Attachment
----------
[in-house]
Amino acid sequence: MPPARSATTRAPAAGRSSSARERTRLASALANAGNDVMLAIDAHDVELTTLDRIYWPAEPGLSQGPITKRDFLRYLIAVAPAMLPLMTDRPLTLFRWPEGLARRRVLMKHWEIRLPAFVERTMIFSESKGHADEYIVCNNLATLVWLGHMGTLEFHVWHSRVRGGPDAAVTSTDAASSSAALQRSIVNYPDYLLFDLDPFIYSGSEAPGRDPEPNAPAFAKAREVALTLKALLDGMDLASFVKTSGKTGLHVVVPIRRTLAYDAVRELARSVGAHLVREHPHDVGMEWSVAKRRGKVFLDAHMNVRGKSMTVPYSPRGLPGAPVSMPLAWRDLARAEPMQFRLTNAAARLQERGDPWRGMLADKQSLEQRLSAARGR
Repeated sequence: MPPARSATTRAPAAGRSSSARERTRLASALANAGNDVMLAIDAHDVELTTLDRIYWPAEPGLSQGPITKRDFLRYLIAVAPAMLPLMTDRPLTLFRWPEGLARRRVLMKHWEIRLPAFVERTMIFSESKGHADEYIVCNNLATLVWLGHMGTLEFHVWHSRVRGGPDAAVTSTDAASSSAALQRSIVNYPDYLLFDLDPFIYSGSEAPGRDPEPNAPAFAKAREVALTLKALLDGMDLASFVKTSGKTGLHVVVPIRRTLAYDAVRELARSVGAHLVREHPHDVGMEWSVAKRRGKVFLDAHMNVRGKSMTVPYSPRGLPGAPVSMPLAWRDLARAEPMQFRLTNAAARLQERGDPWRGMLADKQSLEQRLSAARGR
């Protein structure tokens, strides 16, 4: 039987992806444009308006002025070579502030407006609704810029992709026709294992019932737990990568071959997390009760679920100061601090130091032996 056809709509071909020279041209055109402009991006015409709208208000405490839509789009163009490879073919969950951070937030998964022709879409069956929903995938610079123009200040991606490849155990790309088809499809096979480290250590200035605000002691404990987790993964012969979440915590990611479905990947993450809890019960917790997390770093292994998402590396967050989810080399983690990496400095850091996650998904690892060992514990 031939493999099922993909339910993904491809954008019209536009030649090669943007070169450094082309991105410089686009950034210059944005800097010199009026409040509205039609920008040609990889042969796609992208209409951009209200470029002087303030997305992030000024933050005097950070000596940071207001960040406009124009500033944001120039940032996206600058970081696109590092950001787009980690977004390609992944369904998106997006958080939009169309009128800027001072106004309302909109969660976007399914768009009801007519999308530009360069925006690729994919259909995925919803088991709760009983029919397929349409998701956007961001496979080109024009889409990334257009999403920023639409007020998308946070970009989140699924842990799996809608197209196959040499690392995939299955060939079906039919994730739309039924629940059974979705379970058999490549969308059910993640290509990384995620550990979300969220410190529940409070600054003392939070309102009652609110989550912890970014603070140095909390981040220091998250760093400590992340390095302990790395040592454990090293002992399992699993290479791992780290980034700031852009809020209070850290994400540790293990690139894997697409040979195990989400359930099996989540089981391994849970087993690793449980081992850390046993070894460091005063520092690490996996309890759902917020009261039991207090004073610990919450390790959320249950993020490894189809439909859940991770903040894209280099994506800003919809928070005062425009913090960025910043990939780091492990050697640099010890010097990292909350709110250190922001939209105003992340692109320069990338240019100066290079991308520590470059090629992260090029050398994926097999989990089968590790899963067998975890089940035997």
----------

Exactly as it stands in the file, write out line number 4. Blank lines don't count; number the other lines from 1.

């Protein structure tokens, strides 16, 4: 039987992806444009308006002025070579502030407006609704810029992709026709294992019932737990990568071959997390009760679920100061601090130091032996 056809709509071909020279041209055109402009991006015409709208208000405490839509789009163009490879073919969950951070937030998964022709879409069956929903995938610079123009200040991606490849155990790309088809499809096979480290250590200035605000002691404990987790993964012969979440915590990611479905990947993450809890019960917790997390770093292994998402590396967050989810080399983690990496400095850091996650998904690892060992514990 031939493999099922993909339910993904491809954008019209536009030649090669943007070169450094082309991105410089686009950034210059944005800097010199009026409040509205039609920008040609990889042969796609992208209409951009209200470029002087303030997305992030000024933050005097950070000596940071207001960040406009124009500033944001120039940032996206600058970081696109590092950001787009980690977004390609992944369904998106997006958080939009169309009128800027001072106004309302909109969660976007399914768009009801007519999308530009360069925006690729994919259909995925919803088991709760009983029919397929349409998701956007961001496979080109024009889409990334257009999403920023639409007020998308946070970009989140699924842990799996809608197209196959040499690392995939299955060939079906039919994730739309039924629940059974979705379970058999490549969308059910993640290509990384995620550990979300969220410190529940409070600054003392939070309102009652609110989550912890970014603070140095909390981040220091998250760093400590992340390095302990790395040592454990090293002992399992699993290479791992780290980034700031852009809020209070850290994400540790293990690139894997697409040979195990989400359930099996989540089981391994849970087993690793449980081992850390046993070894460091005063520092690490996996309890759902917020009261039991207090004073610990919450390790959320249950993020490894189809439909859940991770903040894209280099994506800003919809928070005062425009913090960025910043990939780091492990050697640099010890010097990292909350709110250190922001939209105003992340692109320069990338240019100066290079991308520590470059090629992260090029050398994926097999989990089968590790899963067998975890089940035997």